A couple of weeks ago Wendy posted a number of ideas on how to save a life with your computer. It was a great idea and a great list of ways you can use your computer or the net to make a difference in someone's life. It inspired me to throw in my $0.02 worth on the topic, and mention some worthwhile Aussie ventures you can support online as well.
Click to help
Test your vocabulary and feed the world. For each word you get correct, the FreeRice site donates 10 grains of rice through the United Nations to fight world hunger. This site is a double bonus for word nerds, because the vocab game also has levels - so far I've reached level 41 out of a possible 50. They throw in the occasional foreign language word to mix it up too! The site is advertising supported, and donated rice is distributed by the United Nations World Food Program.
Ripple is an Australian-based online charity - currently in beta - which offers a search engine which donates its proceeds to one of four charities. It's advertising supported, and site users also have the option of viewing ads to be able to 'click to donate'. You can chose whether your click donates money to Oxfam, WaterAid, education charity Oaktree Foundation which is buildign schools in East Timor, or microcredit provider the Grameen Foundation.
Use your computer downtime to help
You're probably familiar with SETI @ home (http://setiathome.berkeley.edu/) - the global distributed computing project in which participants can donate their computer idle time to the Search for Extra-Terrestrial Intelligence - yep, aliens. But did you know that there are several projects using similar technology which are helping people right here on earth?
Folding @ home (http://folding.stanford.edu/) is another large project, aimed at helping scientists understand protein folding, misfolding and related diseases. Using the computational power of the distributed network, scientists are performing simulations of protein folding and misfolding so they can better understand the development of diseases including Alzheimer's, BSE (mad cow disease), cancer and cystic fibrosis.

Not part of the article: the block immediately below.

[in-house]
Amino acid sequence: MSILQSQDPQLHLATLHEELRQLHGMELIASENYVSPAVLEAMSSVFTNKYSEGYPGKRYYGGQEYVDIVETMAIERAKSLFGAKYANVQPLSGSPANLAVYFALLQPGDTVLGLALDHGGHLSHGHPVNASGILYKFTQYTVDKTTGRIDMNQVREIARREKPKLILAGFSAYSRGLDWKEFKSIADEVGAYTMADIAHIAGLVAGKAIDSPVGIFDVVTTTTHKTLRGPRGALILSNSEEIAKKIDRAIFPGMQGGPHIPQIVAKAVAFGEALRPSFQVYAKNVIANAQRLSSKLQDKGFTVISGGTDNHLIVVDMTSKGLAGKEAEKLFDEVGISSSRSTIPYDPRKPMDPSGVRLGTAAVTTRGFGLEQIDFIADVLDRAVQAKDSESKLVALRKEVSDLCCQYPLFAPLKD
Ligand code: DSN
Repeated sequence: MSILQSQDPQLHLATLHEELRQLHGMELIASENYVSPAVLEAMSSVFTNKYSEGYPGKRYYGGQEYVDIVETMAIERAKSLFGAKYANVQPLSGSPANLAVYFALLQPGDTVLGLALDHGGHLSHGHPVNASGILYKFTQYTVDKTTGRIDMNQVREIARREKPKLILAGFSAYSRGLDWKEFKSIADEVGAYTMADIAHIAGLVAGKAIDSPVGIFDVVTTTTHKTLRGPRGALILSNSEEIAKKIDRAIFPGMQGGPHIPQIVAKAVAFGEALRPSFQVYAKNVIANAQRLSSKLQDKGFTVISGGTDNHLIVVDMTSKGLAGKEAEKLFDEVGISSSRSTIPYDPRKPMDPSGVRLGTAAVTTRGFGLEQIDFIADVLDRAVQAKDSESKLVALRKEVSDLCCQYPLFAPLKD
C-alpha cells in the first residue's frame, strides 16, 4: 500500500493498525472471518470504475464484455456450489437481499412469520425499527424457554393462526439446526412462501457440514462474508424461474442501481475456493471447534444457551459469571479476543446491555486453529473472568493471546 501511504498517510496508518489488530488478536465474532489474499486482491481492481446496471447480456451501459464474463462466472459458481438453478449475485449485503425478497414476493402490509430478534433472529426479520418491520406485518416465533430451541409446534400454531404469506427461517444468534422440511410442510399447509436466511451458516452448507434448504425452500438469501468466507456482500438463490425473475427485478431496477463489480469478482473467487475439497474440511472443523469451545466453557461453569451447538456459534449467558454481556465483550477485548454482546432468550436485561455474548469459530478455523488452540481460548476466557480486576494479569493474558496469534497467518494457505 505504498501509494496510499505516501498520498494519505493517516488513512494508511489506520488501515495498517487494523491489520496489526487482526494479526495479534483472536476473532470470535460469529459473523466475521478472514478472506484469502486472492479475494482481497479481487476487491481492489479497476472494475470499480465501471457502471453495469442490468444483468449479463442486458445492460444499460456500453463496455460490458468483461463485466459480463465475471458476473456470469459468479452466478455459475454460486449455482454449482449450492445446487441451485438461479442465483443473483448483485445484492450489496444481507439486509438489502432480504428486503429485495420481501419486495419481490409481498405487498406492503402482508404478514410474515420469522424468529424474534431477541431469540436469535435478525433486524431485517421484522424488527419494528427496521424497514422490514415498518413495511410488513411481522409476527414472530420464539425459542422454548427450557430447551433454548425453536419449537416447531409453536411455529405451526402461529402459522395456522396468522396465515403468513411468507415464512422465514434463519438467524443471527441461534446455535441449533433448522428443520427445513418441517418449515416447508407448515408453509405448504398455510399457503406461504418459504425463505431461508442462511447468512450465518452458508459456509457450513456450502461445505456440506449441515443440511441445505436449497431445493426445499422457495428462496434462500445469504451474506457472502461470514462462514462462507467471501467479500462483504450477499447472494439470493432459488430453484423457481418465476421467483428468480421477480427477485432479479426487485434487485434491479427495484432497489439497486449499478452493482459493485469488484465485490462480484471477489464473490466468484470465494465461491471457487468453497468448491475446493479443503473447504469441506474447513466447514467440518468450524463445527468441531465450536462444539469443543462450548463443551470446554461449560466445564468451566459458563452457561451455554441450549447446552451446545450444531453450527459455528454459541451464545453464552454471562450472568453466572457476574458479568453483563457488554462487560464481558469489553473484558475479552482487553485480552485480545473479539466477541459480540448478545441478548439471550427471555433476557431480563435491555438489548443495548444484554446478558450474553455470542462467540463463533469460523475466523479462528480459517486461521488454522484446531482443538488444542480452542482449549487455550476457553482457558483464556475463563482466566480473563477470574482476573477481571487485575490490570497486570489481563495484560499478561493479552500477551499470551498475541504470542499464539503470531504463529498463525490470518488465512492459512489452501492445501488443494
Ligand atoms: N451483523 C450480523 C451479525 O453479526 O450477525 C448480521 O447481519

And another one I've recently found out about is World Community Grid, which tackles a variety of humanitarian projects using distributed computing. One project it's doing is climate modelling in Africa, so that measures designed to alleviate the adverse effects of climate change can be implemented. Another project is completing calculations to help identify promising drug leads to combat the dengue, hepatitis C, West Nile, and Yellow fever viruses.
If you're interesting in helping out any of these projects, simply visit their website, download the small app which is needed to hook your computer into the project, and you can donate your computer's idle time.
Use your computer to show up in person
If you'd like to donate some of your time and skills, Good Company is a really interesting Australian organisation which hooks up skilled volunteers with not-for-profit community groups who need specific tasks done. It's a really easy way to donate your professional skills by doing some pro bono work. All you need to do is browse the requests which have been posted under your chosen skill area (which can range from PR, marketing, graphic design, web design and so on). Typically the organisation requesting help gives a quote of the length of the project and time commitment they think will be required to complete it.
Donating blood to the Red Cross is a great way to help people who are in need - you could save a life! You can complete their online quiz to see if you are eligible to give blood here, and you can register online to give blood by filling out the form here. Or you could just call them on 13 14 95. And while you're at it, drag a friend or workmate along with you. :)
I'm sure there are plenty more worthwhile causes you can find or help online. If you have any favourites, please leave them in comments.
Thanks to Ellen and James for the reminder about Folding @ Home.